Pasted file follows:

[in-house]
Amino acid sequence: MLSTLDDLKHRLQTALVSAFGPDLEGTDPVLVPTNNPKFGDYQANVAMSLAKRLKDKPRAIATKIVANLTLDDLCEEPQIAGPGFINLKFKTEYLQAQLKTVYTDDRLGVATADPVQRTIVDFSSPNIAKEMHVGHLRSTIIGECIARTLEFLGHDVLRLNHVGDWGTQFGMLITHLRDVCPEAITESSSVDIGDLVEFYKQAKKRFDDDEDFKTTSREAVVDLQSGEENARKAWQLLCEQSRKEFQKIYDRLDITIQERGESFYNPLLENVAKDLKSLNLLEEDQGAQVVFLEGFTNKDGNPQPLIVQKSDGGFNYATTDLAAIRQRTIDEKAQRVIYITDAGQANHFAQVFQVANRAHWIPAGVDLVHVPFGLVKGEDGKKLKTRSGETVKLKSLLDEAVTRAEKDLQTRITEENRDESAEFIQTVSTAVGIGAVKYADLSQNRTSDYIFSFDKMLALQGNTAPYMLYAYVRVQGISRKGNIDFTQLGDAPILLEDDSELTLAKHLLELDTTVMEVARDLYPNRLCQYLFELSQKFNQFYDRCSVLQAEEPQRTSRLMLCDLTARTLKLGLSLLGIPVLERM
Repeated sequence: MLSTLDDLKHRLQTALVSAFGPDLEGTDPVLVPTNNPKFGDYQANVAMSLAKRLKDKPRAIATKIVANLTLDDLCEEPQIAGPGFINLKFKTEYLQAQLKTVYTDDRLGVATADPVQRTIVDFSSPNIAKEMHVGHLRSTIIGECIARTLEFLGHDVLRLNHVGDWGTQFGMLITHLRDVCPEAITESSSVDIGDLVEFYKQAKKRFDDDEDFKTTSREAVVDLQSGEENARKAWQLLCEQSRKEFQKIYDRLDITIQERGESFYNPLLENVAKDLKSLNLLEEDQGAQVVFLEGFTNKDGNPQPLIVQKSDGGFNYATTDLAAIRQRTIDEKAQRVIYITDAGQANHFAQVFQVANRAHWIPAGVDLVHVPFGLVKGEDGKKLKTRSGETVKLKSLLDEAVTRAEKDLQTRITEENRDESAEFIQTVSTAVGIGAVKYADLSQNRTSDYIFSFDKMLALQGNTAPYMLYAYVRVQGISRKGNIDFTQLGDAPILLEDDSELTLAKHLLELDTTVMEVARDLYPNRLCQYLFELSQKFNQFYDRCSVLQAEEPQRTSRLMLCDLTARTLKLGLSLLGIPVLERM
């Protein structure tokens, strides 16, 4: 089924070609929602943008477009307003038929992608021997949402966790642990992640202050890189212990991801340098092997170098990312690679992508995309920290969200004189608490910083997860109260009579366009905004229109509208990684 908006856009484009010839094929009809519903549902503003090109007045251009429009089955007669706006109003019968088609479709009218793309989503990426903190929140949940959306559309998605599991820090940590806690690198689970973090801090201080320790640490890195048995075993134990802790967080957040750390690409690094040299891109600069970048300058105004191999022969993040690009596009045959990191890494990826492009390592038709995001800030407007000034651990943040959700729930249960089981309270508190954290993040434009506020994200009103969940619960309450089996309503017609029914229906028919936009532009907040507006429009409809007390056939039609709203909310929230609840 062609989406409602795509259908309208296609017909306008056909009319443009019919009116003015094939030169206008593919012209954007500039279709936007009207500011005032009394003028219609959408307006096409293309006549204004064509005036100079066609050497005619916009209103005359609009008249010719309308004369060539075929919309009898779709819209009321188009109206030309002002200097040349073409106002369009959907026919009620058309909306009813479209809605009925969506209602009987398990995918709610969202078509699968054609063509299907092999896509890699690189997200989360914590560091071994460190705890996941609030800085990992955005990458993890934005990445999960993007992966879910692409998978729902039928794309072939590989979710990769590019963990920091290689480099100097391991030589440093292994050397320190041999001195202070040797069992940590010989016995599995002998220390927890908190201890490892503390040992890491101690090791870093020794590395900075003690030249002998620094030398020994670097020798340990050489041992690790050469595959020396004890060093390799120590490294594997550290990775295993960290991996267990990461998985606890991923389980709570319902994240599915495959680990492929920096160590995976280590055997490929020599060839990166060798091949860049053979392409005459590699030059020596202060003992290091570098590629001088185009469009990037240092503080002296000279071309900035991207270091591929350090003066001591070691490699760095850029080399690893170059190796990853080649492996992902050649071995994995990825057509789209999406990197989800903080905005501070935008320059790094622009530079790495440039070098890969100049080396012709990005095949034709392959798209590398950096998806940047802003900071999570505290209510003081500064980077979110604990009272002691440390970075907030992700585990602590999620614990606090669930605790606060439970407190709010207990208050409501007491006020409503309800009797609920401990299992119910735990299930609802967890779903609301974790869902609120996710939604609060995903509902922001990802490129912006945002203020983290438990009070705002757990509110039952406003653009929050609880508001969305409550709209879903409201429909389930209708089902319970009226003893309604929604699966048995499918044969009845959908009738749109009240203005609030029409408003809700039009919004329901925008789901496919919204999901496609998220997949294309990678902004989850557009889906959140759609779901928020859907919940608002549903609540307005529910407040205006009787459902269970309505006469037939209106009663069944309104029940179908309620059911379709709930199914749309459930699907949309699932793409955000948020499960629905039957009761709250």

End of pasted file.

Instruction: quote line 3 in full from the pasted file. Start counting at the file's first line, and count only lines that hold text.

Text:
Repeated sequence: MLSTLDDLKHRLQTALVSAFGPDLEGTDPVLVPTNNPKFGDYQANVAMSLAKRLKDKPRAIATKIVANLTLDDLCEEPQIAGPGFINLKFKTEYLQAQLKTVYTDDRLGVATADPVQRTIVDFSSPNIAKEMHVGHLRSTIIGECIARTLEFLGHDVLRLNHVGDWGTQFGMLITHLRDVCPEAITESSSVDIGDLVEFYKQAKKRFDDDEDFKTTSREAVVDLQSGEENARKAWQLLCEQSRKEFQKIYDRLDITIQERGESFYNPLLENVAKDLKSLNLLEEDQGAQVVFLEGFTNKDGNPQPLIVQKSDGGFNYATTDLAAIRQRTIDEKAQRVIYITDAGQANHFAQVFQVANRAHWIPAGVDLVHVPFGLVKGEDGKKLKTRSGETVKLKSLLDEAVTRAEKDLQTRITEENRDESAEFIQTVSTAVGIGAVKYADLSQNRTSDYIFSFDKMLALQGNTAPYMLYAYVRVQGISRKGNIDFTQLGDAPILLEDDSELTLAKHLLELDTTVMEVARDLYPNRLCQYLFELSQKFNQFYDRCSVLQAEEPQRTSRLMLCDLTARTLKLGLSLLGIPVLERM